All watercraft behave differently when underway, even those of the same design and class. Considerations could be weight, weight distribution, position of the pivot point, height of the center of gravity, environment, and other factors. These elements are some of the prime components in this curve representation.  
Reliable geographic positioning of a vessel must always incorporate Speed, Distance, and Time. That’s the Big 3 as I like to refer to them. They constantly change, and so does the shape of the curve on the diagram. High speeds will give an extended Advance, increasing the distance traveled in the original direction. This is exactly where a great percentage of the maneuvering risk is located and these multiple characteristics have to be understood by the person in charge in order to safely pilot. The Big 3 are connected, each value of the equation effecting the Advance and Transfer uniquely. 
One of the biggest misconceptions by inexperienced boat drivers is that the vessel will act like a vehicle on a roadway. That may be true in some aspects, as if driving on ice or a slippery surface, but that’s where the resemblance abruptly ends. Comprehending how your craft reacts under all conditions is a sign of good seamanship and remarkably increases boating safety.
There is a remedy – a control point to Advance and Transfer – that is so easy to master, all operators can perform this action effectively. It is mandated in the USCG Rules of the Road in various sections, with the most profound being: Rule 8 – Action to Avoid Collision. It states: If necessary to avoid collision or allow more time to assess the situation, a vessel shall slacken her speed or take all way off by stopping or reversing her means of propulsion.  

Next time you’re driving your boat please remember t here might just be a Dangerous Curve Ahead.

May 2019 column

Safe boating is no accident

The title of this article can be interpreted in a few different ways as in: preparation, education, and the positive results of these types of actions. Compared to other modes of transportation, boating is unique. Boaters are not required to have a USCG License unless taking passengers for hire or commercial application with a larger vessel.

Driving your vehicle is demanding enough, now factor in boating which most enthusiasts do at part-time intervals. Remember the road driving test? The final exam with actual demonstration of the newly acquired skills and abilities for maneuvering. With experience, handling became almost second nature. The same mindset applies to boating.
In the maritime world of schooling and assessment, that’s where VR simulation now comes into play in a big way, complementing actual experience and lecture based instruction. Virtual immersion of the student into various scenarios, some hazardous, provides the opportunity to apply skills learned in the classroom. It’s a perfect platform for a training element called Error Trapping, learning from mistakes and isolating the behavior to reduce further incidents. 
A frequent question: How does boating safety education correlate to a better actual experience on the water? To discover that answer you should check out the many options and training organizations available to you or contact me to find out more. It’s all about creating awareness that with knowledge you will become a better all-around mariner.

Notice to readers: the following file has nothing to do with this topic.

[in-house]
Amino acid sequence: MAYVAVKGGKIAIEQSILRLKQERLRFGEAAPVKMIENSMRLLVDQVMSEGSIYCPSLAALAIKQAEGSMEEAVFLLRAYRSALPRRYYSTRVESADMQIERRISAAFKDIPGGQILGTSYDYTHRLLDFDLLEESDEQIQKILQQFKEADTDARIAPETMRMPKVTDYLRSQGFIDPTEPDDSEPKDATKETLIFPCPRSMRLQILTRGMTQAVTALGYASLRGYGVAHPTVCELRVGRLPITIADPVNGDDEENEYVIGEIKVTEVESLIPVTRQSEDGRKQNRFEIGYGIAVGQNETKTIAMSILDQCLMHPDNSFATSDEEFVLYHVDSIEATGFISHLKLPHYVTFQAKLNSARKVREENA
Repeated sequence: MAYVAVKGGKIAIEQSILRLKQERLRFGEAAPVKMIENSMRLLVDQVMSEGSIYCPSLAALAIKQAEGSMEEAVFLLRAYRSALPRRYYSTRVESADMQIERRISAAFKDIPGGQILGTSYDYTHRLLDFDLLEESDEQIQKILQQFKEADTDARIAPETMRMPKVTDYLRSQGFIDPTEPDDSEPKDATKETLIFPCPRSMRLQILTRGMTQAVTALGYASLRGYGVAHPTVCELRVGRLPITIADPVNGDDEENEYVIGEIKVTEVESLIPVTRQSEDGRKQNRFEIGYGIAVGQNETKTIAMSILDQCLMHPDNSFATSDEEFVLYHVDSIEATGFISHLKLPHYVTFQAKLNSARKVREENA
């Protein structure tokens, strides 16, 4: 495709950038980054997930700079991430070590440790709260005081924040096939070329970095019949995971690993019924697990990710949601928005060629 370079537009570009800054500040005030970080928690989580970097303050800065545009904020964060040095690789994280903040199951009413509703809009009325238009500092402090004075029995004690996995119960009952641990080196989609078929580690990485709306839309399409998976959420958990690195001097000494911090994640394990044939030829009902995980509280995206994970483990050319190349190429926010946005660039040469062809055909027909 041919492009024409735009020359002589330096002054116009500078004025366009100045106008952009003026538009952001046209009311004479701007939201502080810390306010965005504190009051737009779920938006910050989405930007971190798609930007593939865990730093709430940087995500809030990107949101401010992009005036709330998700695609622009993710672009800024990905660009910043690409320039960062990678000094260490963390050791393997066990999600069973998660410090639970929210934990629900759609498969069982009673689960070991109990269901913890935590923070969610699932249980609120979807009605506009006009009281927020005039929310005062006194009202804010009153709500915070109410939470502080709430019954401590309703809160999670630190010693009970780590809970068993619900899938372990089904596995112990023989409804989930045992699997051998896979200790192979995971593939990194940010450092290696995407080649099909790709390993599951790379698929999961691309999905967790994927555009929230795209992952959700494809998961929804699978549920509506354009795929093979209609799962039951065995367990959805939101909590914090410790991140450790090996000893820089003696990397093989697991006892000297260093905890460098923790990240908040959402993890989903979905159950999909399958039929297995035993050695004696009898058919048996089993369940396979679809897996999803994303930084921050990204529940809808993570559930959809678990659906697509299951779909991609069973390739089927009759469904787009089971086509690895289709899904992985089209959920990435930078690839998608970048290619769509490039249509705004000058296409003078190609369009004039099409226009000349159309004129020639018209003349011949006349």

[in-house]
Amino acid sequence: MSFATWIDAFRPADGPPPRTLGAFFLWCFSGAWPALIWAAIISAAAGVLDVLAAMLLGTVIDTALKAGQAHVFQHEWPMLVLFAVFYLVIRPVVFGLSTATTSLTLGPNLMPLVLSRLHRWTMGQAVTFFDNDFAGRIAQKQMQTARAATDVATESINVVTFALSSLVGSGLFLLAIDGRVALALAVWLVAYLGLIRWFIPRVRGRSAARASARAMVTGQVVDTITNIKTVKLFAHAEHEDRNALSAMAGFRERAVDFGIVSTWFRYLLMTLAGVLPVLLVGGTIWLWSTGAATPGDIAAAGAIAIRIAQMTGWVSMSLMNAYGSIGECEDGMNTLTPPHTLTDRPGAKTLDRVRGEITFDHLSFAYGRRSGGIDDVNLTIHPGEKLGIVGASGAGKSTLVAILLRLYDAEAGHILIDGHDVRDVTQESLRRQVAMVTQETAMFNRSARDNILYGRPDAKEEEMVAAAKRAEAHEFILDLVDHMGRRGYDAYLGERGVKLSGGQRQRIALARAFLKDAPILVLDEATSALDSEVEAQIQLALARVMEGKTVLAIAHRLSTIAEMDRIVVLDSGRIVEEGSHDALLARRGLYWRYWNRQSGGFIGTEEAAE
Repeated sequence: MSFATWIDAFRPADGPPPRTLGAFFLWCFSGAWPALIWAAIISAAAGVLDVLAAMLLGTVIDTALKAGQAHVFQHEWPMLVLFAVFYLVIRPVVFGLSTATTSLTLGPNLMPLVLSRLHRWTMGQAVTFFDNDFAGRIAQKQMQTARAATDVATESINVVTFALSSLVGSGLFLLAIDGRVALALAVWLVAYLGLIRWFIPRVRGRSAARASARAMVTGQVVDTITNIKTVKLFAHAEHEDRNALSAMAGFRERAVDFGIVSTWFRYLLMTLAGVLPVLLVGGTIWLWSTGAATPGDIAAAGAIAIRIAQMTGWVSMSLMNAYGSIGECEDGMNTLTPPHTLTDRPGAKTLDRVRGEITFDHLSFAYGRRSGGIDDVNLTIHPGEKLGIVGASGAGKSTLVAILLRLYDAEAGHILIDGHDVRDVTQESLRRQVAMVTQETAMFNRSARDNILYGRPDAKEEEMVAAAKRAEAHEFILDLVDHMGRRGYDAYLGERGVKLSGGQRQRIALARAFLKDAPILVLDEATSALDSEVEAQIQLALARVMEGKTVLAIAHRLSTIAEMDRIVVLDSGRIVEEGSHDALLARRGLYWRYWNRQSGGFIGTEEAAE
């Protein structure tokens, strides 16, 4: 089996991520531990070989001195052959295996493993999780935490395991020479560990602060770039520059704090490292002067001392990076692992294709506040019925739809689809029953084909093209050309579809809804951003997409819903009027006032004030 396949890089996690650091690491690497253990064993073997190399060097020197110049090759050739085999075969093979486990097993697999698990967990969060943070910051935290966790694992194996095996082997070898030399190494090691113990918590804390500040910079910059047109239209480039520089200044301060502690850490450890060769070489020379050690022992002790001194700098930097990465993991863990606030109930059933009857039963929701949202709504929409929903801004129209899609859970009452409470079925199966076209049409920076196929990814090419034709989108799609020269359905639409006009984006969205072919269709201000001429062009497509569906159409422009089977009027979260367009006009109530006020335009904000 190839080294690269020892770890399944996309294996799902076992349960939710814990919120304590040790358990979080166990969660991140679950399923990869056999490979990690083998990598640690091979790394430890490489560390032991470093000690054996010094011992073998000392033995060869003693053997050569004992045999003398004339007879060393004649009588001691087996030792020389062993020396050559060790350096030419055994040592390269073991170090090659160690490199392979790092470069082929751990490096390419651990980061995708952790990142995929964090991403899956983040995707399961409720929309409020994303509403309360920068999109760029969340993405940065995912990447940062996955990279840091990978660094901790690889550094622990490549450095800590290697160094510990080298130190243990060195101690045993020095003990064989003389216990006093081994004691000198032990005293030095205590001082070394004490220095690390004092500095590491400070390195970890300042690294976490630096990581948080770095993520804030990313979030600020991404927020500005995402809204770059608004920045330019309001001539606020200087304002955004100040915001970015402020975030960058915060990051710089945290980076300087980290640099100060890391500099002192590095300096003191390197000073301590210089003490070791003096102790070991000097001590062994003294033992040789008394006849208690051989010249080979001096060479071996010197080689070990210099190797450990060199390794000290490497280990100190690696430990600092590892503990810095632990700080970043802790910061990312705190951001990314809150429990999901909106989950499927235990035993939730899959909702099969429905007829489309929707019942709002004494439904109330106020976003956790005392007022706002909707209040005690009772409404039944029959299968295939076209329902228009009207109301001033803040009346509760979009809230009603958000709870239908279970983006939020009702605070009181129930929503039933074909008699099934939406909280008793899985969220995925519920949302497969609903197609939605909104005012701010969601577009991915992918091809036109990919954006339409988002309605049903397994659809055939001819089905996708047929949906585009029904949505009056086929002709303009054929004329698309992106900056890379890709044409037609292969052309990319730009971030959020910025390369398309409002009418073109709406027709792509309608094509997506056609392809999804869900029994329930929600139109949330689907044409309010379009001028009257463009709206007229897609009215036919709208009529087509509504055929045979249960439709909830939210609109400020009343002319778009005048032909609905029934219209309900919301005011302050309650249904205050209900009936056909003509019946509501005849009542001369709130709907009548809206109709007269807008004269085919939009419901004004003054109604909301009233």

Redundancy is high priority in boating safety. Familiarization with your vessel by having an additional person qualified to handle the craft properly, sometimes referred to as the Second in Command is a valuable asset. I am not suggesting that everyone should attend some type of formal education, unless required by law, but each operator should be proficient in all aspects of safe boating and prepare for any and all contingencies. This can be accomplished with briefings and practice events to hone skills.
Here are five things that can make a difference in safe boating: 
  • Know How to Stop 
  • Wear a Life Jacket
  • Be Aware and Lookout
  • Learn Emergency Equipment
  • Proper Use of Radio and GPS 
It is absolutely true ... Safe Boating Is No Accident!

April 2019 columm

The Mercator Madness

According to the prime reference for all things Maritime Navigation; Bowditch Volume One, the chart is one of the most important. Mastery of the science is sometimes a difficult issue for mariners, especially when under taking the deck officer license examinations. 
Accuracy, correct utility, and design of the voyage is represented on this flat, large piece of paper representing a small portion the globe. Actually, the shape of the Earth is an Oblate Spheroid, but considered a perfect sphere for navigation purposes and the mathematics applied to solve it. 
Finding your position utilizing this method requires some form of a paper chart, the most common, is called a Mercator Projection. 
One of the primary duties relegated to the Officer in Charge of the Navigation Watch is to understand how to plot on these types of navigation devices. Each detail of course, speed, and time, along with the corrections, are applied to give a real picture of the vessel’s location. Oftentimes there is a lack of verifiable information sources to affix your position accurately so you rely on what is referred to as Dead Reckoning. Knowing your location is a major factor making a decision as to maneuver while piloting or to avoid a collision. 
With modern GPS and applications, the use of paper charts and the plotting procedures are seldom, if ever, used by mariners. Still it’s required for license examinations both USCG and International, and can be used as a back-up for advanced Electronic Charting Systems, and will remain a requirement for the foreseeable future.
There is a feeling, commonly shared by experienced boaters, that there is an over-reliance on advanced technology, especially GPS. Please don’t misconstrue, I really like satellite connectivity, not only with charting, but communication, and timely, accurate weather data. 
The entire system delivers benefits and opportunities well beyond anyone could have imagined. The problem is not with the advances of the multi-function displays, it resides in the basic understanding of navigation and the importance of reading a conventional chart. If you lost your GPS capability could you find your way safely? 
For those of you are taking a USCG License course, preparing for the upper level exams at the Regional Exam Centers, or a boater that wants to understand more there are resources on the educational market that can guide you through the learning curve of charting. There is training media that is easy to comprehend, and follow with detailed instructions and examples for a professional experience. Mastery of this skill is possible with the right instruction. Contact me to discover how, and the cure for ... The Mercator Madness.